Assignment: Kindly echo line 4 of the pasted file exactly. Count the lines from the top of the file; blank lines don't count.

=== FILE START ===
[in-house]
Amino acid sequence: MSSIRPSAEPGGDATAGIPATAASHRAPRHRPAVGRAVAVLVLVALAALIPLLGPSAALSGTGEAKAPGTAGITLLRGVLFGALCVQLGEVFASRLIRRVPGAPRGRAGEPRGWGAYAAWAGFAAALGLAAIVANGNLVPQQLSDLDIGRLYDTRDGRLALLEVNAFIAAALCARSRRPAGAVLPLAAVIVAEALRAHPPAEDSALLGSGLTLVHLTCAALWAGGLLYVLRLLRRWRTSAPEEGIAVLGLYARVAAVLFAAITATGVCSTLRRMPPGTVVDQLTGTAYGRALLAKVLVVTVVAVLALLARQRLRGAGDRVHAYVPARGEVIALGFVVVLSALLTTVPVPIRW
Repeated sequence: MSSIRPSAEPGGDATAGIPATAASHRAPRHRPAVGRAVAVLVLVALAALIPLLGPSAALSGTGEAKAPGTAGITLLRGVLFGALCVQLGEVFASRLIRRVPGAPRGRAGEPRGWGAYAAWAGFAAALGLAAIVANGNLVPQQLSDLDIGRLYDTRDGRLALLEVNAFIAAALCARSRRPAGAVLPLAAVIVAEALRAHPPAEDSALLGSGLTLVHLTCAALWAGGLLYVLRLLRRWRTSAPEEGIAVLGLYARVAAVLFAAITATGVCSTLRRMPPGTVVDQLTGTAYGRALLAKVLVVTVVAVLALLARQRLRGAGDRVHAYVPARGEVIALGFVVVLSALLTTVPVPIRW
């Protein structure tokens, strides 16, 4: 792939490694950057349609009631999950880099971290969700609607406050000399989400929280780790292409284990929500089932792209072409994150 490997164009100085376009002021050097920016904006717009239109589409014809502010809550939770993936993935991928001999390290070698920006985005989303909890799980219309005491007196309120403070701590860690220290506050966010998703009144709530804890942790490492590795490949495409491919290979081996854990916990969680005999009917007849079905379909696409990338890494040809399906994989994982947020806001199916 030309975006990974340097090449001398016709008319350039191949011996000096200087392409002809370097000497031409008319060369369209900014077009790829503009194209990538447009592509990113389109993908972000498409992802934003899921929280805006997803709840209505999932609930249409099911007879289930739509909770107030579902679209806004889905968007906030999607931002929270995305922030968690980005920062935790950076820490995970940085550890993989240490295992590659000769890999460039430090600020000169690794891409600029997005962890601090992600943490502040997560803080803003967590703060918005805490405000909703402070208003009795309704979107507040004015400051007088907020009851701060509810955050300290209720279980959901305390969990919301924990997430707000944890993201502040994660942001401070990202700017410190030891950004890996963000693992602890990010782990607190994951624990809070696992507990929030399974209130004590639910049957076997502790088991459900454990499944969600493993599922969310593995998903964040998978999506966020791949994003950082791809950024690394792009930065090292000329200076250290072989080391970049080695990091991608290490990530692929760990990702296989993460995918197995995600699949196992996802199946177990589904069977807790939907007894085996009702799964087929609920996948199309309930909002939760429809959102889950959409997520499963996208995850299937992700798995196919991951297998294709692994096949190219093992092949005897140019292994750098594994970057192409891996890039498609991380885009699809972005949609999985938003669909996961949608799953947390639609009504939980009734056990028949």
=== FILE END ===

């Protein structure tokens, strides 16, 4: 792939490694950057349609009631999950880099971290969700609607406050000399989400929280780790292409284990929500089932792209072409994150 490997164009100085376009002021050097920016904006717009239109589409014809502010809550939770993936993935991928001999390290070698920006985005989303909890799980219309005491007196309120403070701590860690220290506050966010998703009144709530804890942790490492590795490949495409491919290979081996854990916990969680005999009917007849079905379909696409990338890494040809399906994989994982947020806001199916 030309975006990974340097090449001398016709008319350039191949011996000096200087392409002809370097000497031409008319060369369209900014077009790829503009194209990538447009592509990113389109993908972000498409992802934003899921929280805006997803709840209505999932609930249409099911007879289930739509909770107030579902679209806004889905968007906030999607931002929270995305922030968690980005920062935790950076820490995970940085550890993989240490295992590659000769890999460039430090600020000169690794891409600029997005962890601090992600943490502040997560803080803003967590703060918005805490405000909703402070208003009795309704979107507040004015400051007088907020009851701060509810955050300290209720279980959901305390969990919301924990997430707000944890993201502040994660942001401070990202700017410190030891950004890996963000693992602890990010782990607190994951624990809070696992507990929030399974209130004590639910049957076997502790088991459900454990499944969600493993599922969310593995998903964040998978999506966020791949994003950082791809950024690394792009930065090292000329200076250290072989080391970049080695990091991608290490990530692929760990990702296989993460995918197995995600699949196992996802199946177990589904069977807790939907007894085996009702799964087929609920996948199309309930909002939760429809959102889950959409997520499963996208995850299937992700798995196919991951297998294709692994096949190219093992092949005897140019292994750098594994970057192409891996890039498609991380885009699809972005949609999985938003669909996961949608799953947390639609009504939980009734056990028949």